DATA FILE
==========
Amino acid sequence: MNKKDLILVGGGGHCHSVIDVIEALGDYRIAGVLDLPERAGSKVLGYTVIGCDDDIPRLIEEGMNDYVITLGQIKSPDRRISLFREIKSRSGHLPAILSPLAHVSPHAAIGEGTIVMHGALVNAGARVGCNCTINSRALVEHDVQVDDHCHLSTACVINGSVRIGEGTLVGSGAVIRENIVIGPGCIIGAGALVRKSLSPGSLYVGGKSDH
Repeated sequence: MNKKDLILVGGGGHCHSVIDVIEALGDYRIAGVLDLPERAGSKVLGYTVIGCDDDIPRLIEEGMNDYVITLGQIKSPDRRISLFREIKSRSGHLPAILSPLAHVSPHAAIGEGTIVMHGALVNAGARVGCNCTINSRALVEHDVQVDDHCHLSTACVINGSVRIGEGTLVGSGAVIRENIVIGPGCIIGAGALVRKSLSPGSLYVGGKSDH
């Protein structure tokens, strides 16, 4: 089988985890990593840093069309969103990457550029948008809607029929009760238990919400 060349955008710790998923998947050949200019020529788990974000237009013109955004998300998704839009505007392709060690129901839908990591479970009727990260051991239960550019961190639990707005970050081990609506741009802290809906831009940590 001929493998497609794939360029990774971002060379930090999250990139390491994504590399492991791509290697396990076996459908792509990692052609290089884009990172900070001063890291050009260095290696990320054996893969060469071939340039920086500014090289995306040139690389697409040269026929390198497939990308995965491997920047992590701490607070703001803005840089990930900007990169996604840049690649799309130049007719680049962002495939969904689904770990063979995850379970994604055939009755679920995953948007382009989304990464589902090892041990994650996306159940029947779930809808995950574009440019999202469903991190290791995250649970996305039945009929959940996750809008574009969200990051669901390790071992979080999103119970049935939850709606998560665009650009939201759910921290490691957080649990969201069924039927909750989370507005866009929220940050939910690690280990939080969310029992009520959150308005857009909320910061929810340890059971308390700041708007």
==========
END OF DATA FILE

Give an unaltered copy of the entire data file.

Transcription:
Amino acid sequence: MNKKDLILVGGGGHCHSVIDVIEALGDYRIAGVLDLPERAGSKVLGYTVIGCDDDIPRLIEEGMNDYVITLGQIKSPDRRISLFREIKSRSGHLPAILSPLAHVSPHAAIGEGTIVMHGALVNAGARVGCNCTINSRALVEHDVQVDDHCHLSTACVINGSVRIGEGTLVGSGAVIRENIVIGPGCIIGAGALVRKSLSPGSLYVGGKSDH
Repeated sequence: MNKKDLILVGGGGHCHSVIDVIEALGDYRIAGVLDLPERAGSKVLGYTVIGCDDDIPRLIEEGMNDYVITLGQIKSPDRRISLFREIKSRSGHLPAILSPLAHVSPHAAIGEGTIVMHGALVNAGARVGCNCTINSRALVEHDVQVDDHCHLSTACVINGSVRIGEGTLVGSGAVIRENIVIGPGCIIGAGALVRKSLSPGSLYVGGKSDH
């Protein structure tokens, strides 16, 4: 089988985890990593840093069309969103990457550029948008809607029929009760238990919400 060349955008710790998923998947050949200019020529788990974000237009013109955004998300998704839009505007392709060690129901839908990591479970009727990260051991239960550019961190639990707005970050081990609506741009802290809906831009940590 001929493998497609794939360029990774971002060379930090999250990139390491994504590399492991791509290697396990076996459908792509990692052609290089884009990172900070001063890291050009260095290696990320054996893969060469071939340039920086500014090289995306040139690389697409040269026929390198497939990308995965491997920047992590701490607070703001803005840089990930900007990169996604840049690649799309130049007719680049962002495939969904689904770990063979995850379970994604055939009755679920995953948007382009989304990464589902090892041990994650996306159940029947779930809808995950574009440019999202469903991190290791995250649970996305039945009929959940996750809008574009969200990051669901390790071992979080999103119970049935939850709606998560665009650009939201759910921290490691957080649990969201069924039927909750989370507005866009929220940050939910690690280990939080969310029992009520959150308005857009909320910061929810340890059971308390700041708007």